- Ancient dental plaque: A 'Whey' into our milk drinking past?
- Heat-conducting plastic: 10 times better than conventional counterparts
- Experimental Ebola vaccine appears safe, prompts immune response
- High-tech mirror beams heat away from buildings into space
- Shaping the future of energy storage with conductive clay
- Many animals steal defenses from bacteria: Microbe toxin genes have jumped to ticks, mites and other animals
- Depression, overwhelming guilt in preschool years linked to brain changes
Posted: 27 Nov 2014 06:49 AM PST
We drink milk because it is good for us, but we rarely stop to think "Why?" Archaeologists and geneticists have been puzzling this question since it was revealed that the mutations which enable adults to drink milk are under the strongest selection of any in the human genome.
Posted: 26 Nov 2014 02:16 PM PST
The spaghetti-like internal structure of most plastics makes it hard for them to cast away heat, but a research team has made a plastic blend that does so 10 times better than its conventional counterparts.
Posted: 26 Nov 2014 02:14 PM PST
An experimental vaccine to prevent Ebola virus disease was well-tolerated and produced immune system responses in all 20 healthy adults who received it in a Phase 1 clinical trial.
Posted: 26 Nov 2014 10:38 AM PST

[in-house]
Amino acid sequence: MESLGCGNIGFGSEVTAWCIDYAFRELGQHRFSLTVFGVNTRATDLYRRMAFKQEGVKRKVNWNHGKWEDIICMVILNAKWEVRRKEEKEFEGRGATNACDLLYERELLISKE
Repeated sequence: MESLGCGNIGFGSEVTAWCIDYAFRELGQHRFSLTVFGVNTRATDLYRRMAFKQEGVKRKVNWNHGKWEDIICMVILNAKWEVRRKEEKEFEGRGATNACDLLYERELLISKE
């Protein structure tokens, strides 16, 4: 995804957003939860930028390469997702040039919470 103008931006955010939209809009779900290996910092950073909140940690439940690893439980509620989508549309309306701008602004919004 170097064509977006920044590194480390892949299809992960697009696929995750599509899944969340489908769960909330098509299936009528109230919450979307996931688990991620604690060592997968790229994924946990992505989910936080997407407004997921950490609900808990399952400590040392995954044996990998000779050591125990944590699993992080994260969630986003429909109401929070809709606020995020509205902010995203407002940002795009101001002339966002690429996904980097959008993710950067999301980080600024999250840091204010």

Engineers have invented a material designed to help cool buildings. The material reflects incoming sunlight, and it sends heat from inside the structure directly into space as infrared radiation.
Posted: 26 Nov 2014 10:26 AM PST
Materials scientists have invented clay, which is both highly conductive and can easily be molded into a variety of shapes and sizes. It represents a turn away from the rather complicated and costly processing -- currently used to make materials for lithium-ion batteries and supercapacitors -- and toward one that looks a bit like rolling out cookie dough with results that are even sweeter from an energy storage standpoint.
Posted: 24 Nov 2014 09:54 AM PST
Bacteria compete for resources in the environment by injecting deadly toxins into their rivals. Researcher have now discovered that many animals steal toxins from bacteria to fight unwanted microbes growing on them. Genes for these toxins have jumped from bacterial to animals. These genes are now permanently incorporated into the genomes of these animals. Deer ticks, which can carry Lyme disease, are one of the many diverse organisms in which toxin gene transfers from bacteria to animal has occurred.
Posted: 12 Nov 2014 01:10 PM PST
A key brain region involved in emotion is smaller in older children diagnosed with depression as preschoolers, and predicts risk of later recurrence, according to researchers. Pathological guilt can be a symptom of clinical depression, as well as other psychiatric disorders including anxiety, obsessive-compulsive disorder and bipolar disorder. One expert said it's relatively easy to spot the problem in children because they excessively blame themselves for things they've done -- and haven't done.
|You are subscribed to email updates from Most Popular News -- ScienceDaily |
To stop receiving these emails, you may unsubscribe now.
|Email delivery powered by Google|
|Google Inc., 1600 Amphitheatre Parkway, Mountain View, CA 94043, United States|